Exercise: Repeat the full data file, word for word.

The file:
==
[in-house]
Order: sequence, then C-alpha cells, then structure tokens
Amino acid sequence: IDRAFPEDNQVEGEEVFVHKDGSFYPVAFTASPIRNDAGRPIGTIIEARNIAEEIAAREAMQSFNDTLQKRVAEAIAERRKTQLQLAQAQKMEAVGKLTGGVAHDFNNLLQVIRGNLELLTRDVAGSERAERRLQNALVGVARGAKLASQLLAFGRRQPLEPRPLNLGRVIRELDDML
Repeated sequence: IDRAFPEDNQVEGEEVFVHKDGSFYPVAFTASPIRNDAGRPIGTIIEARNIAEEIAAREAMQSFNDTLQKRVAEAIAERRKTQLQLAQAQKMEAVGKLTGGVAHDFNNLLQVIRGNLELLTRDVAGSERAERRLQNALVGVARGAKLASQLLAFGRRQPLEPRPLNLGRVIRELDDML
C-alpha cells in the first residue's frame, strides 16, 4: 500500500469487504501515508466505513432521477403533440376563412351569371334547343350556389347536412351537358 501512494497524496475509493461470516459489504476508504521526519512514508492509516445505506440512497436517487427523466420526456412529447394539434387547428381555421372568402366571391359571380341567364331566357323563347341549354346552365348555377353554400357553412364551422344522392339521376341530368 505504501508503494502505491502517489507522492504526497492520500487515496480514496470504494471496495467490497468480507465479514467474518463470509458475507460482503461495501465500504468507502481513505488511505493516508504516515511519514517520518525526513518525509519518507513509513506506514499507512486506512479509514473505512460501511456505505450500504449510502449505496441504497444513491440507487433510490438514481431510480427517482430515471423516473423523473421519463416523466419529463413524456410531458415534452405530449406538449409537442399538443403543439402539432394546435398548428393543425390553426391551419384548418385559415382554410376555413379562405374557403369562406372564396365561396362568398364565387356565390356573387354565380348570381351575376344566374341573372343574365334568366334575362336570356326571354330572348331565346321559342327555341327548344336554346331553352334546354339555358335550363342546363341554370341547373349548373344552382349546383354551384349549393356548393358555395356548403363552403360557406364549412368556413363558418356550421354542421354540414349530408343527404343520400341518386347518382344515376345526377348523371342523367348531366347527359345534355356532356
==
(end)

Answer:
[in-house]
Order: sequence, then C-alpha cells, then structure tokens
Amino acid sequence: IDRAFPEDNQVEGEEVFVHKDGSFYPVAFTASPIRNDAGRPIGTIIEARNIAEEIAAREAMQSFNDTLQKRVAEAIAERRKTQLQLAQAQKMEAVGKLTGGVAHDFNNLLQVIRGNLELLTRDVAGSERAERRLQNALVGVARGAKLASQLLAFGRRQPLEPRPLNLGRVIRELDDML
Repeated sequence: IDRAFPEDNQVEGEEVFVHKDGSFYPVAFTASPIRNDAGRPIGTIIEARNIAEEIAAREAMQSFNDTLQKRVAEAIAERRKTQLQLAQAQKMEAVGKLTGGVAHDFNNLLQVIRGNLELLTRDVAGSERAERRLQNALVGVARGAKLASQLLAFGRRQPLEPRPLNLGRVIRELDDML
C-alpha cells in the first residue's frame, strides 16, 4: 500500500469487504501515508466505513432521477403533440376563412351569371334547343350556389347536412351537358 501512494497524496475509493461470516459489504476508504521526519512514508492509516445505506440512497436517487427523466420526456412529447394539434387547428381555421372568402366571391359571380341567364331566357323563347341549354346552365348555377353554400357553412364551422344522392339521376341530368 505504501508503494502505491502517489507522492504526497492520500487515496480514496470504494471496495467490497468480507465479514467474518463470509458475507460482503461495501465500504468507502481513505488511505493516508504516515511519514517520518525526513518525509519518507513509513506506514499507512486506512479509514473505512460501511456505505450500504449510502449505496441504497444513491440507487433510490438514481431510480427517482430515471423516473423523473421519463416523466419529463413524456410531458415534452405530449406538449409537442399538443403543439402539432394546435398548428393543425390553426391551419384548418385559415382554410376555413379562405374557403369562406372564396365561396362568398364565387356565390356573387354565380348570381351575376344566374341573372343574365334568366334575362336570356326571354330572348331565346321559342327555341327548344336554346331553352334546354339555358335550363342546363341554370341547373349548373344552382349546383354551384349549393356548393358555395356548403363552403360557406364549412368556413363558418356550421354542421354540414349530408343527404343520400341518386347518382344515376345526377348523371342523367348531366347527359345534355356532356